/SCOTUS rules religious groups exempt from Obamacare mandate on contraception health coverage

SCOTUS rules religious groups exempt from Obamacare mandate on contraception health coverage


The court ruled 7-2 in a case involving the Little Sisters of the Poor.

The Supreme Court on Wednesday ruled 7-2 in favor of religious groups on the question of access to oral contraception under the Affordable Care Act, saying they were exempt from the Obamacare health care law provision that guarantees free contraceptive services.

The opinion was written by Justice Clarence Thomas, joined by Chief Justice John Roberts, Samuel Alito, Neil Gorsuch, and Brett Kavanaugh. Elena Kagan filed a concurring opinion in the judgment, in which Stephen Breyer joined. Ruth Bader Ginsburg filed a dissenting opinion, in which Sonia Sotomayor joined.

The Trump administration had challenged whether an organization that raises moral or religious objections to providing contraceptive coverage under the Affordable Care Act could be exempt.

The decision comes on the heels of the Trump administration formally calling on the high court to strike down the Affordable Care Act entirely.

The case of Trump v. Pennsylvania, and a related one, Little Sisters of the Poor v. Pennsylvania, mark the third time the ACA’s contraceptive coverage requirement has reached the Supreme Court.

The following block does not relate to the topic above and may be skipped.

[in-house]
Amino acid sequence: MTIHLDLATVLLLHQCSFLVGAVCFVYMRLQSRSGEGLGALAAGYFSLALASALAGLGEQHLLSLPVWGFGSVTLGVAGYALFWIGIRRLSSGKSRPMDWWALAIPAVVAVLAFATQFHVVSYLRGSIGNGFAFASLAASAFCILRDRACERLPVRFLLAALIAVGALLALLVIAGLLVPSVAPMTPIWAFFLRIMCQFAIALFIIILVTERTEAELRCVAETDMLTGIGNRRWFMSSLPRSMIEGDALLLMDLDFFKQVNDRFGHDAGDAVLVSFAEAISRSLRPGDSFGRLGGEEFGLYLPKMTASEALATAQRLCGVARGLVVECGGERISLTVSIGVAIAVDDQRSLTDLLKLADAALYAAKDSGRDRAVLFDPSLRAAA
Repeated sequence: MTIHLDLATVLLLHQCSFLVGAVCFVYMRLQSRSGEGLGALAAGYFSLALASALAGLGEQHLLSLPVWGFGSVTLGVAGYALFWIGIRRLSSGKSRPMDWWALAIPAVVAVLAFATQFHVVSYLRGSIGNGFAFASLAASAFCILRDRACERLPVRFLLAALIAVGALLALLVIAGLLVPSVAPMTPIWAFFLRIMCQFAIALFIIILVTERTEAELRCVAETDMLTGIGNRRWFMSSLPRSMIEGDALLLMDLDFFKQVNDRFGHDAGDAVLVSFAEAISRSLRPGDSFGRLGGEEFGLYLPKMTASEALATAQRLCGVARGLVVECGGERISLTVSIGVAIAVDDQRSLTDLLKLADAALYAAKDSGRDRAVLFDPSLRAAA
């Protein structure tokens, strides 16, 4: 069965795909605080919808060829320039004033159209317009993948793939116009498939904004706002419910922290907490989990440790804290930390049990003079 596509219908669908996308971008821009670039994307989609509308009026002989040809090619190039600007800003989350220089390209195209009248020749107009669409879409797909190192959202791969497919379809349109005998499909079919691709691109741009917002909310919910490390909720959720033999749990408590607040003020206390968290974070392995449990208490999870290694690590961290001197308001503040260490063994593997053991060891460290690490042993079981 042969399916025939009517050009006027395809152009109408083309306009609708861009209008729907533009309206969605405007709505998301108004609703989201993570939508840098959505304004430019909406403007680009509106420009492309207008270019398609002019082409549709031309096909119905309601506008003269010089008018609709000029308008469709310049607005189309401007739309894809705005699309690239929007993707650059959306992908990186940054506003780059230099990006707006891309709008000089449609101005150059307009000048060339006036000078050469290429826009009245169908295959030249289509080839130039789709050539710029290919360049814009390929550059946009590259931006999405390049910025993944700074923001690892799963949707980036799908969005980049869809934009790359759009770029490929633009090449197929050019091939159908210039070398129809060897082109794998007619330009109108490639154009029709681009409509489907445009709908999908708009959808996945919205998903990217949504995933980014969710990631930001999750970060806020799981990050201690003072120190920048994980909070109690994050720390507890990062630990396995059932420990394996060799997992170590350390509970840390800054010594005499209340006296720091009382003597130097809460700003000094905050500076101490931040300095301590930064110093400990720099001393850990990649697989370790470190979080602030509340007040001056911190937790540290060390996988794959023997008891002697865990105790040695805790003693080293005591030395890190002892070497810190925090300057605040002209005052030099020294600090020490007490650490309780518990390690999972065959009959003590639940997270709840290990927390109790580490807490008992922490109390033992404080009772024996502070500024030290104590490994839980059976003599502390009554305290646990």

Millions of women currently obtain birth control at no cost through their employer-sponsored health insurance plans.

The Department of Health and Human Services estimates up to 126,400 women could lose access to those services in one year since the Trump administration exemption is upheld.

“This leaves women to hunt for other government programs that might cover them,” Ginsburg said in oral arguments in May, “which is exactly what Congress didn’t want to happen.”

The ACA, enacted in 2010, requires insurers to include “preventive care and screenings” as part of “minimal essential coverage,” leaving it up to HHS to define what services qualify. All FDA-approved female contraceptives were included under the initial guidelines.

In 2014, the Supreme Court ruled in Hobby Lobby that “closely held for-profit businesses” cannot be required to provide contraceptive coverage over their religious objections. Wednesday’s decision accepted a more sweeping notion.

This is a developing story. Please check back for updates.

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